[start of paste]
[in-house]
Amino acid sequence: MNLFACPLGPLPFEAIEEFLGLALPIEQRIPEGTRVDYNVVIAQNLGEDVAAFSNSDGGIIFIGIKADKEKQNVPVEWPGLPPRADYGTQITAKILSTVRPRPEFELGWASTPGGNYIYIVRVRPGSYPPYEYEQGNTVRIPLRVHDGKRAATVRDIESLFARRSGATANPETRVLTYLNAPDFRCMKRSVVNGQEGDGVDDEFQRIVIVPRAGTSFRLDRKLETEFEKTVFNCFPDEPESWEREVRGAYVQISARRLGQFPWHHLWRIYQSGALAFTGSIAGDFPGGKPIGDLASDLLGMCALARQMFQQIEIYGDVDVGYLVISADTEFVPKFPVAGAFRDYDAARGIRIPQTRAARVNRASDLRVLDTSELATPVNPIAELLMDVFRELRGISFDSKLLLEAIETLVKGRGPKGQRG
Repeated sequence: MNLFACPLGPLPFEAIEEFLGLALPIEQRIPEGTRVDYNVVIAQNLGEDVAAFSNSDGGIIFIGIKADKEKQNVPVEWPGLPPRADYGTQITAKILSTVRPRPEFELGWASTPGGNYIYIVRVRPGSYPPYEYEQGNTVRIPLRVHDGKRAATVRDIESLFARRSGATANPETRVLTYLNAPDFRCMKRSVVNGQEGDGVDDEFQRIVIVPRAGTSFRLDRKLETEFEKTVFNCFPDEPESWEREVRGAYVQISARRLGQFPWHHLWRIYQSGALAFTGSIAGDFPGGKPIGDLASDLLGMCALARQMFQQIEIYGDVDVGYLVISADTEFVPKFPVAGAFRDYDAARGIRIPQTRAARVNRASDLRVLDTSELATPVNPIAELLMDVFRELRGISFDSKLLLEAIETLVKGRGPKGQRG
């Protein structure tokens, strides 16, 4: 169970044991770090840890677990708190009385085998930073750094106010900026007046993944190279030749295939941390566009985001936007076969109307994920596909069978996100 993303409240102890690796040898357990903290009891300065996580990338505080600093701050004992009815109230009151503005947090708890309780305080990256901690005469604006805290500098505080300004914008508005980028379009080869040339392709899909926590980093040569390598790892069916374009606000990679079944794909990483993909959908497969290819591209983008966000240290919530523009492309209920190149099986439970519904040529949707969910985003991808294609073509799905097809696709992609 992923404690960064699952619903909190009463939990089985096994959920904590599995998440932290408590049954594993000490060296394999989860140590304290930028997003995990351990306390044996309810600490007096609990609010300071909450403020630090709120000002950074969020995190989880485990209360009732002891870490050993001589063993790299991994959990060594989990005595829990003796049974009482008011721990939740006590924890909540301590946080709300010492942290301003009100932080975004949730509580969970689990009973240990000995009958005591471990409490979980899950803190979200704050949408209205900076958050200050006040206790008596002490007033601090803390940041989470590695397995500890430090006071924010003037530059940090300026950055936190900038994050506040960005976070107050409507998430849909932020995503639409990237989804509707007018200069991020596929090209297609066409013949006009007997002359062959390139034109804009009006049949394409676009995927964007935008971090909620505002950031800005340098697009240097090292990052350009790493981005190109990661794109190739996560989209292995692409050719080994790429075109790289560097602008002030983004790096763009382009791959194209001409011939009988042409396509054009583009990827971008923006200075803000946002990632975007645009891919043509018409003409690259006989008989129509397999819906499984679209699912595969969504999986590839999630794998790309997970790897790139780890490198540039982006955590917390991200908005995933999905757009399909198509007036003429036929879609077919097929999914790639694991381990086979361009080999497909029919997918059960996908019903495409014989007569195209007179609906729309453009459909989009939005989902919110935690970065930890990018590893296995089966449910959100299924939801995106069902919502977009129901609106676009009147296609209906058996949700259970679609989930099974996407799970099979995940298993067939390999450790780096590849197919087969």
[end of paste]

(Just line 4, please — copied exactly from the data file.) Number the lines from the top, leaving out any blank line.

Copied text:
């Protein structure tokens, strides 16, 4: 169970044991770090840890677990708190009385085998930073750094106010900026007046993944190279030749295939941390566009985001936007076969109307994920596909069978996100 993303409240102890690796040898357990903290009891300065996580990338505080600093701050004992009815109230009151503005947090708890309780305080990256901690005469604006805290500098505080300004914008508005980028379009080869040339392709899909926590980093040569390598790892069916374009606000990679079944794909990483993909959908497969290819591209983008966000240290919530523009492309209920190149099986439970519904040529949707969910985003991808294609073509799905097809696709992609 992923404690960064699952619903909190009463939990089985096994959920904590599995998440932290408590049954594993000490060296394999989860140590304290930028997003995990351990306390044996309810600490007096609990609010300071909450403020630090709120000002950074969020995190989880485990209360009732002891870490050993001589063993790299991994959990060594989990005595829990003796049974009482008011721990939740006590924890909540301590946080709300010492942290301003009100932080975004949730509580969970689990009973240990000995009958005591471990409490979980899950803190979200704050949408209205900076958050200050006040206790008596002490007033601090803390940041989470590695397995500890430090006071924010003037530059940090300026950055936190900038994050506040960005976070107050409507998430849909932020995503639409990237989804509707007018200069991020596929090209297609066409013949006009007997002359062959390139034109804009009006049949394409676009995927964007935008971090909620505002950031800005340098697009240097090292990052350009790493981005190109990661794109190739996560989209292995692409050719080994790429075109790289560097602008002030983004790096763009382009791959194209001409011939009988042409396509054009583009990827971008923006200075803000946002990632975007645009891919043509018409003409690259006989008989129509397999819906499984679209699912595969969504999986590839999630794998790309997970790897790139780890490198540039982006955590917390991200908005995933999905757009399909198509007036003429036929879609077919097929999914790639694991381990086979361009080999497909029919997918059960996908019903495409014989007569195209007179609906729309453009459909989009939005989902919110935690970065930890990018590893296995089966449910959100299924939801995106069902919502977009129901609106676009009147296609209906058996949700259970679609989930099974996407799970099979995940298993067939390999450790780096590849197919087969």